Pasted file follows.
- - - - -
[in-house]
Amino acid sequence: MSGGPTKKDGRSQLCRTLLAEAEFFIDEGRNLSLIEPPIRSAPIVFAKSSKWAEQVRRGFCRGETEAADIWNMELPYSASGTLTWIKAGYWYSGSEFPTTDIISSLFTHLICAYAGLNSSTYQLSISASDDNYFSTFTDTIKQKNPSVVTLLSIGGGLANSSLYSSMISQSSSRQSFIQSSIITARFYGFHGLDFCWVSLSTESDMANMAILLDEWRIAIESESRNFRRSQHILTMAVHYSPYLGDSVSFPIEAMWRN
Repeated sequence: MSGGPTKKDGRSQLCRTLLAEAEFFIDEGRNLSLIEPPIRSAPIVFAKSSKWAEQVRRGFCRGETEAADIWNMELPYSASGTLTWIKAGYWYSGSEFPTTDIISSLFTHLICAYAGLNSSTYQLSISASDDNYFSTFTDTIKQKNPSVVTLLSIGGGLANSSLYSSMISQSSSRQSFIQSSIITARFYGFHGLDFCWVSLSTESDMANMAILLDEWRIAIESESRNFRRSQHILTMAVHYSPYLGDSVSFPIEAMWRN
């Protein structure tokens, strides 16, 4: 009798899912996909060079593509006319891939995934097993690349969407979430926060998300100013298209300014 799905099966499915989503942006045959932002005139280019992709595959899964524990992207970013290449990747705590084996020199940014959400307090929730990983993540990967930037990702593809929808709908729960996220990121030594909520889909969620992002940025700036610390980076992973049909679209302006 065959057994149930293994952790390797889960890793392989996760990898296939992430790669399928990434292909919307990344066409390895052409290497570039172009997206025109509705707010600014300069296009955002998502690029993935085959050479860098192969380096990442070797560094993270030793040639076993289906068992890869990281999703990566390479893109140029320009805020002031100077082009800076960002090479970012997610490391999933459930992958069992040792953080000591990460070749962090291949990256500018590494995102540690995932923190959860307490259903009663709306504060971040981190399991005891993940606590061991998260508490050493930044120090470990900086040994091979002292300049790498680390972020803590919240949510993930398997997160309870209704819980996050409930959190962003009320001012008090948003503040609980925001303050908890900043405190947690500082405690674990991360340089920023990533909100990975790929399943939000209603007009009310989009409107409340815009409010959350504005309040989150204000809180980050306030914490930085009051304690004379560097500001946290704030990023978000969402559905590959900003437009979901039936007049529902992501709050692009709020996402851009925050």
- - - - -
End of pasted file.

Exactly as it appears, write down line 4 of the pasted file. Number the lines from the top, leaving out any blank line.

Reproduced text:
């Protein structure tokens, strides 16, 4: 009798899912996909060079593509006319891939995934097993690349969407979430926060998300100013298209300014 799905099966499915989503942006045959932002005139280019992709595959899964524990992207970013290449990747705590084996020199940014959400307090929730990983993540990967930037990702593809929808709908729960996220990121030594909520889909969620992002940025700036610390980076992973049909679209302006 065959057994149930293994952790390797889960890793392989996760990898296939992430790669399928990434292909919307990344066409390895052409290497570039172009997206025109509705707010600014300069296009955002998502690029993935085959050479860098192969380096990442070797560094993270030793040639076993289906068992890869990281999703990566390479893109140029320009805020002031100077082009800076960002090479970012997610490391999933459930992958069992040792953080000591990460070749962090291949990256500018590494995102540690995932923190959860307490259903009663709306504060971040981190399991005891993940606590061991998260508490050493930044120090470990900086040994091979002292300049790498680390972020803590919240949510993930398997997160309870209704819980996050409930959190962003009320001012008090948003503040609980925001303050908890900043405190947690500082405690674990991360340089920023990533909100990975790929399943939000209603007009009310989009409107409340815009409010959350504005309040989150204000809180980050306030914490930085009051304690004379560097500001946290704030990023978000969402559905590959900003437009979901039936007049529902992501709050692009709020996402851009925050």